It turns out the woman Jack was boxing with was the DI on the case this week. Jack initially thought her partner was the ‘guv’ but I took one look at that man and knew instantly that he was not. Throughout the episode he had a scared look on his face, as though he was about to cry or be sick, or both. No, what they needed was someone to be tough, someone like Naomi Silva. It was a good job they had her on the case as it seems like she really knows how to do her job, I’ve never seen a murder be so swiftly solved in Silent Witness: 20 minutes into the episode, the suspect was pressed up against DI Silva’s car, chased up lots of stairs before finally giving in, and jumping off the roof. He must have felt guilty after killing his wife who he found out was carrying another man’s baby, and then killing that man, played by none other than Edward MacLiam, one of two Holby alumni in this episode. Continue reading
Guest post by Hannah Yates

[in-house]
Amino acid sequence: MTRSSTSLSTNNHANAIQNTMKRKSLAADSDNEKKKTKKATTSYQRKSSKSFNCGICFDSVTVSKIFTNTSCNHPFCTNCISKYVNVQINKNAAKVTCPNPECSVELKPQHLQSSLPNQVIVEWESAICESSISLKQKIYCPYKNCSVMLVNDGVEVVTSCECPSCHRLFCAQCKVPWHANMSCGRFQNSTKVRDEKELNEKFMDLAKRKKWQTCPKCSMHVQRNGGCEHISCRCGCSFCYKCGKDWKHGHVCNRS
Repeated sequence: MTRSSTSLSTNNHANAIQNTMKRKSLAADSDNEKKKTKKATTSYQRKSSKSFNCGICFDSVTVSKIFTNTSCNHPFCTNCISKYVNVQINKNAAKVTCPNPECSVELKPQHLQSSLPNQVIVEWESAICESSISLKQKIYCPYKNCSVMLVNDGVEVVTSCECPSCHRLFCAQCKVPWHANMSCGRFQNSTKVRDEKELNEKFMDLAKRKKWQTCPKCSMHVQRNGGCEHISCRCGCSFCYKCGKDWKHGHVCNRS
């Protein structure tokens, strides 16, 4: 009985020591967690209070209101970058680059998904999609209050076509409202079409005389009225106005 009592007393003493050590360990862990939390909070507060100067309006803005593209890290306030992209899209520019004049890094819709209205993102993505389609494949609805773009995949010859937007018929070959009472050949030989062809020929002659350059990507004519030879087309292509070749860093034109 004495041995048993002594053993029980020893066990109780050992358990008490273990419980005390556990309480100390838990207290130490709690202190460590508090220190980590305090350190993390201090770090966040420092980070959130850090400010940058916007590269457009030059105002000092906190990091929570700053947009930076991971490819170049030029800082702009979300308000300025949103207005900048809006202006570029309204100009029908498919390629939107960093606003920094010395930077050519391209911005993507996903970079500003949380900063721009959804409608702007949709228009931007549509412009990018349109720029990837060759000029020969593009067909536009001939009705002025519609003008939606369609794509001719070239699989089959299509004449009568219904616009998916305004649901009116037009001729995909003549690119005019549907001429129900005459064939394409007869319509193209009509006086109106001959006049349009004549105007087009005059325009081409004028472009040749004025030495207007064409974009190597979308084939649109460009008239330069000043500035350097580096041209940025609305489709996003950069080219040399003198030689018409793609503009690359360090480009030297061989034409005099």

(Series 21 ep. 1 ‘Moment of Surrender’ by Ed Whitmore) This episode was exactly what we needed to ease Nikki back into the Lyell and for us viewers to ease into a new series and fully understand what was going on without having a migraine. I am joking, of course.
The episode started with a creepy house in woods where a family were on holiday, as all good murder stories should start. This was followed by the angry father grabbing a knife and shouting at some kids in creepy masks outside to match the setting. We don’t actually see what happens because this is where the new theme tune kicks in. It’s as though they know the viewers aren’t going to be happy with the theme tune change, as they follow this up with scenes of Jack in a tightly-fitting t-shirt. Less nice is the fact that Nikki is still having flashbacks and hunky Jack isn’t answering her calls. As we find out later, he feels guilty that he wasn’t the one to find Nikki and can’t deal with her being back or in fact looking at her, or talking to her, so much so that he misses various pieces of evidence. I personally feel like this episode is setting them up as a potential couple, although if you have taken a look at spoilers for future episodes, you’ll have seen that Nikki is due to have yet another love-interest this series – we’re taking votes now on whether this one is either a bad guy or will be dead by the end of the two-parter he arrives in. Continue reading